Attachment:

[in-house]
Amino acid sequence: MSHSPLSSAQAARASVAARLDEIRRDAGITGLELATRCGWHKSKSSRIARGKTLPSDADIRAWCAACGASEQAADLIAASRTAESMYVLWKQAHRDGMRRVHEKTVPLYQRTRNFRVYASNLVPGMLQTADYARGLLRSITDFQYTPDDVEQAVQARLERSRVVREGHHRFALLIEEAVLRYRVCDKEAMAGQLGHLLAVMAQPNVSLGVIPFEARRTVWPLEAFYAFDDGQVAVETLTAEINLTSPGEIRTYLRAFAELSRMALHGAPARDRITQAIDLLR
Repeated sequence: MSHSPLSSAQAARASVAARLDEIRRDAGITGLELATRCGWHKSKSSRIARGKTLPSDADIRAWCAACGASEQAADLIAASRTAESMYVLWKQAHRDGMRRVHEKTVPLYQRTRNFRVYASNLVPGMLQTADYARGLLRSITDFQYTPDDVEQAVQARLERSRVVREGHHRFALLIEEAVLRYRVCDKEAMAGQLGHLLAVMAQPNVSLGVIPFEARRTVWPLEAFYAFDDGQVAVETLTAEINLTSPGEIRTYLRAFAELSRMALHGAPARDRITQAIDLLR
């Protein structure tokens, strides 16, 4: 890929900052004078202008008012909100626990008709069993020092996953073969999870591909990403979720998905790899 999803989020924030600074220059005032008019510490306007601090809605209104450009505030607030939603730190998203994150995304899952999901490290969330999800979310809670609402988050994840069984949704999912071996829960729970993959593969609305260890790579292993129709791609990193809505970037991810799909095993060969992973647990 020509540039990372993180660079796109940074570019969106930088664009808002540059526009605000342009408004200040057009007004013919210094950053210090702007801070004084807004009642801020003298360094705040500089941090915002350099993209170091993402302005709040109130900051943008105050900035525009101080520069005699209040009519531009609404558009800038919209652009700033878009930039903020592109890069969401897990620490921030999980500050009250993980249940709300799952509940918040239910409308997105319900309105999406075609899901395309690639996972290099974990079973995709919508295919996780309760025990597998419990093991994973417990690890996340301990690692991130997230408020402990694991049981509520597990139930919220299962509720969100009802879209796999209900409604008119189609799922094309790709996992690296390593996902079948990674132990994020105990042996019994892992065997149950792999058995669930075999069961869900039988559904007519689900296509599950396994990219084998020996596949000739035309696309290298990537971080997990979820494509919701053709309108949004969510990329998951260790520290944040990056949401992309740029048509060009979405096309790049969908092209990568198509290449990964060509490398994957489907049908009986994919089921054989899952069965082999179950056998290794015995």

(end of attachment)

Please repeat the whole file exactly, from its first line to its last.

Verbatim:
[in-house]
Amino acid sequence: MSHSPLSSAQAARASVAARLDEIRRDAGITGLELATRCGWHKSKSSRIARGKTLPSDADIRAWCAACGASEQAADLIAASRTAESMYVLWKQAHRDGMRRVHEKTVPLYQRTRNFRVYASNLVPGMLQTADYARGLLRSITDFQYTPDDVEQAVQARLERSRVVREGHHRFALLIEEAVLRYRVCDKEAMAGQLGHLLAVMAQPNVSLGVIPFEARRTVWPLEAFYAFDDGQVAVETLTAEINLTSPGEIRTYLRAFAELSRMALHGAPARDRITQAIDLLR
Repeated sequence: MSHSPLSSAQAARASVAARLDEIRRDAGITGLELATRCGWHKSKSSRIARGKTLPSDADIRAWCAACGASEQAADLIAASRTAESMYVLWKQAHRDGMRRVHEKTVPLYQRTRNFRVYASNLVPGMLQTADYARGLLRSITDFQYTPDDVEQAVQARLERSRVVREGHHRFALLIEEAVLRYRVCDKEAMAGQLGHLLAVMAQPNVSLGVIPFEARRTVWPLEAFYAFDDGQVAVETLTAEINLTSPGEIRTYLRAFAELSRMALHGAPARDRITQAIDLLR
């Protein structure tokens, strides 16, 4: 890929900052004078202008008012909100626990008709069993020092996953073969999870591909990403979720998905790899 999803989020924030600074220059005032008019510490306007601090809605209104450009505030607030939603730190998203994150995304899952999901490290969330999800979310809670609402988050994840069984949704999912071996829960729970993959593969609305260890790579292993129709791609990193809505970037991810799909095993060969992973647990 020509540039990372993180660079796109940074570019969106930088664009808002540059526009605000342009408004200040057009007004013919210094950053210090702007801070004084807004009642801020003298360094705040500089941090915002350099993209170091993402302005709040109130900051943008105050900035525009101080520069005699209040009519531009609404558009800038919209652009700033878009930039903020592109890069969401897990620490921030999980500050009250993980249940709300799952509940918040239910409308997105319900309105999406075609899901395309690639996972290099974990079973995709919508295919996780309760025990597998419990093991994973417990690890996340301990690692991130997230408020402990694991049981509520597990139930919220299962509720969100009802879209796999209900409604008119189609799922094309790709996992690296390593996902079948990674132990994020105990042996019994892992065997149950792999058995669930075999069961869900039988559904007519689900296509599950396994990219084998020996596949000739035309696309290298990537971080997990979820494509919701053709309108949004969510990329998951260790520290944040990056949401992309740029048509060009979405096309790049969908092209990568198509290449990964060509490398994957489907049908009986994919089921054989899952069965082999179950056998290794015995």